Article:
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Retirement Moves

Some old, sick chimpanzees may live out their lives at US research facilities, rather than be moved to a sanctuary, Nature News reports.

Following a 2011 report from the Institute of Medicine that found that technological improvements rendered most chimp-based research obsolete, the National Institutes of Health announced in 2013 that it would retire its most of its research chimps and then in 2015 that the rest would also be retired.

This summer, Senator Bill Cassidy (R-La.) criticized the agency, saying it was moving too slowly. NIH says 375 of its chimpanzees have been relocated to Chimp Haven in Louisiana, while 180 still live in research facilities.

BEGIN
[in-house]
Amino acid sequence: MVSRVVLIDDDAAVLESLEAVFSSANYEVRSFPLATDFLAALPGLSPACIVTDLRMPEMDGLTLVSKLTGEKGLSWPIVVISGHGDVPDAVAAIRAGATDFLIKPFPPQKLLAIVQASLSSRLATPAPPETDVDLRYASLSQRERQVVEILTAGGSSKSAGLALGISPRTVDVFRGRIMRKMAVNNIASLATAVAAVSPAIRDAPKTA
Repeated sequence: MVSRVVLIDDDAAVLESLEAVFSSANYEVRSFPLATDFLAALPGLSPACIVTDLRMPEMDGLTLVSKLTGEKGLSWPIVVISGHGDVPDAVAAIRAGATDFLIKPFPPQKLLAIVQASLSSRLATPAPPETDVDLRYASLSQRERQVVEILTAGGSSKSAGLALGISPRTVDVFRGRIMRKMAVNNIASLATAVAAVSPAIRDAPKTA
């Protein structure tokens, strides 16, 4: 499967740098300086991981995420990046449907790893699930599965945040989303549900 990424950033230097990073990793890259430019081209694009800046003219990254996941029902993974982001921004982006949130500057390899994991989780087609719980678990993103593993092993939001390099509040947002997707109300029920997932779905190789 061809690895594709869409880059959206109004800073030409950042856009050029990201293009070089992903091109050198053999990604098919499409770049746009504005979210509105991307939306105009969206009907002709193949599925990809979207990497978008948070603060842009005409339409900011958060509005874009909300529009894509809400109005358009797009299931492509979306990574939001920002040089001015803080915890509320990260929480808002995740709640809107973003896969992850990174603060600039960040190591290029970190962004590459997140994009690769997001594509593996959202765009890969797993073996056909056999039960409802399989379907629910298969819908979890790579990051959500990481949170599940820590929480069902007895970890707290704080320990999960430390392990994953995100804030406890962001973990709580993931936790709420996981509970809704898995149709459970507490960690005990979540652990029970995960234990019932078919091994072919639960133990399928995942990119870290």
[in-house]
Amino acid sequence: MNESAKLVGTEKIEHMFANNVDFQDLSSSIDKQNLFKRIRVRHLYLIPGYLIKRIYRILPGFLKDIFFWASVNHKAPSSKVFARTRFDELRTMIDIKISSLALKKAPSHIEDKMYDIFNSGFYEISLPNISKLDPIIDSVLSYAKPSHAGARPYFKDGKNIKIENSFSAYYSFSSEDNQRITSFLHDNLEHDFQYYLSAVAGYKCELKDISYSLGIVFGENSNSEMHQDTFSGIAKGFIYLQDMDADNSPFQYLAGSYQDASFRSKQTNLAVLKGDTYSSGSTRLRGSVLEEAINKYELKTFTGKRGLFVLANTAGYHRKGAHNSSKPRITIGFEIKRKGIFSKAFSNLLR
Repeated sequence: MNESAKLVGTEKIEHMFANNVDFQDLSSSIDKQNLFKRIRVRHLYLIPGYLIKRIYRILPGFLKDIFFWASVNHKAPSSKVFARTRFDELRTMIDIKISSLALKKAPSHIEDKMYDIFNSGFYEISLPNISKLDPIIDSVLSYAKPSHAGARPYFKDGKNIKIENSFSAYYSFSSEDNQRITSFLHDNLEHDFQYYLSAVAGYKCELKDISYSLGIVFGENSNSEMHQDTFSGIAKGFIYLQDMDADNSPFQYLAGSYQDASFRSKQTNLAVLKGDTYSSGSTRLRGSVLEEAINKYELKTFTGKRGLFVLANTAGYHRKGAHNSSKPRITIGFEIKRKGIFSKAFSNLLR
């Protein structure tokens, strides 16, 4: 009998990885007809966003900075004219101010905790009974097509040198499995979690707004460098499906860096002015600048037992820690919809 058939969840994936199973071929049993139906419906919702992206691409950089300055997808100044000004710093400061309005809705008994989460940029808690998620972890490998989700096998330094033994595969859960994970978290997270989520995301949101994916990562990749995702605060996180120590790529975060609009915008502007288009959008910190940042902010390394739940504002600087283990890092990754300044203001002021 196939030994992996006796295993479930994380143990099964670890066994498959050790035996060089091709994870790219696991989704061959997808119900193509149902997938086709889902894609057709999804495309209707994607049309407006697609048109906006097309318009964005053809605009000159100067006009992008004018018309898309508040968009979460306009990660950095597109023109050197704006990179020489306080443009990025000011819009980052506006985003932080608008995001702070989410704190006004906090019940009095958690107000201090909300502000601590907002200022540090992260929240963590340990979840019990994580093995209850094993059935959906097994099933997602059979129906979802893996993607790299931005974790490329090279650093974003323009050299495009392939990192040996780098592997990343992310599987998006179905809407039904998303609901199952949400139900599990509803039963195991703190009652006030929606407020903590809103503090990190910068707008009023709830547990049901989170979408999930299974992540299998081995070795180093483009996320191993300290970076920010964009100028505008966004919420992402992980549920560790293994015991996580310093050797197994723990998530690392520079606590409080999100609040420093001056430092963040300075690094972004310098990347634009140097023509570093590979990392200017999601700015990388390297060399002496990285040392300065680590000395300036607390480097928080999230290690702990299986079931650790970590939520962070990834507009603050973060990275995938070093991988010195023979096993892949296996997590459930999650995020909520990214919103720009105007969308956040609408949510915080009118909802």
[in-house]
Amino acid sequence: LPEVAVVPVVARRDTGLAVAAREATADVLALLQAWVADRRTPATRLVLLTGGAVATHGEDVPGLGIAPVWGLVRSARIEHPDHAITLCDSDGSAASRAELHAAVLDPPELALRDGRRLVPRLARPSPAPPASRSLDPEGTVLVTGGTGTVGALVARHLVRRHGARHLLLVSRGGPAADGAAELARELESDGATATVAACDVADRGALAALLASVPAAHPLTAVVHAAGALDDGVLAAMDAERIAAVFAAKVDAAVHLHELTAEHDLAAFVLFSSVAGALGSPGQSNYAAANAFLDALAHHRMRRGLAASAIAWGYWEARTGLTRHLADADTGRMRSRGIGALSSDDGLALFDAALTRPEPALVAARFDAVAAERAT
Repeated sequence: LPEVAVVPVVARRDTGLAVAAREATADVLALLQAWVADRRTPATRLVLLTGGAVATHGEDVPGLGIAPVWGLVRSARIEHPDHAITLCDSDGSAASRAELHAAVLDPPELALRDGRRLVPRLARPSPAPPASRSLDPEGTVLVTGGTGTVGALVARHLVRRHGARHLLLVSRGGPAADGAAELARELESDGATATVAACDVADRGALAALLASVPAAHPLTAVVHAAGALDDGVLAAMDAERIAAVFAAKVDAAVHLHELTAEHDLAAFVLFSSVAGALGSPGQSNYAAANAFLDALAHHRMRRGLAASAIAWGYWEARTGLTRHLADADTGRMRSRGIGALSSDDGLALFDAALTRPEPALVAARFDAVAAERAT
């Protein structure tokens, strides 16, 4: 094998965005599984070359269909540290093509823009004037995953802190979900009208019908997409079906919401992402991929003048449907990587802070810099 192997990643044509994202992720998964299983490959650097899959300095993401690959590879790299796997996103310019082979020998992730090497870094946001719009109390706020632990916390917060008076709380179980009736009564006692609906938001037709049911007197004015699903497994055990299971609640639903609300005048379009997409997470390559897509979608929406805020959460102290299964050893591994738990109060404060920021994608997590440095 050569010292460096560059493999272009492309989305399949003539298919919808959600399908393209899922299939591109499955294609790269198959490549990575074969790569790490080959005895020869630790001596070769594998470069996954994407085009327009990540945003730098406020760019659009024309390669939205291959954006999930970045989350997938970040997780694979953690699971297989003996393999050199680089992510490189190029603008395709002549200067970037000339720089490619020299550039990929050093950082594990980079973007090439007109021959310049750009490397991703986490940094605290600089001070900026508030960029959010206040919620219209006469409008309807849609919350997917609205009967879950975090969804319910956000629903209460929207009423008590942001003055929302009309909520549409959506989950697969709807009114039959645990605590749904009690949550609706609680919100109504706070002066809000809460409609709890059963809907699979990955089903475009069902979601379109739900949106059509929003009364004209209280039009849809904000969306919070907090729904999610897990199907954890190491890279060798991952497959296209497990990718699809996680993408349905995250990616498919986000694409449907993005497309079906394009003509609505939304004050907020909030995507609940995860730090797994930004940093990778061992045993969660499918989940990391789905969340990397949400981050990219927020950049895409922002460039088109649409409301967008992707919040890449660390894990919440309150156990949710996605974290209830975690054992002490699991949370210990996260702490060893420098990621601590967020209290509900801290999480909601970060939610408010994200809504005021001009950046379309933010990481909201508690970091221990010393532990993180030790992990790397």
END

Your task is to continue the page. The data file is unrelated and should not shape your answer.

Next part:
NIH says it is concerned about whether some elderly chimps are healthy enough to be moved, whether being separated from their social groups would harm them, and the lack of space at the sanctuary, Nature News adds. The agency has now developed guidelines that examine the chimps' health, behavior, and other needs to determine whether they are well enough to be moved. If agency and sanctuary officials cannot agree, a panel of independent veterinarians will make an assessment.

"NIH remains fully committed to retiring all chimpanzees it owns or supports to the Federal sanctuary unless relocation would severely or irreversibly accelerate deterioration of the chimpanzee's physical or behavioral health," NIH Director Francis Collins says in a statement.

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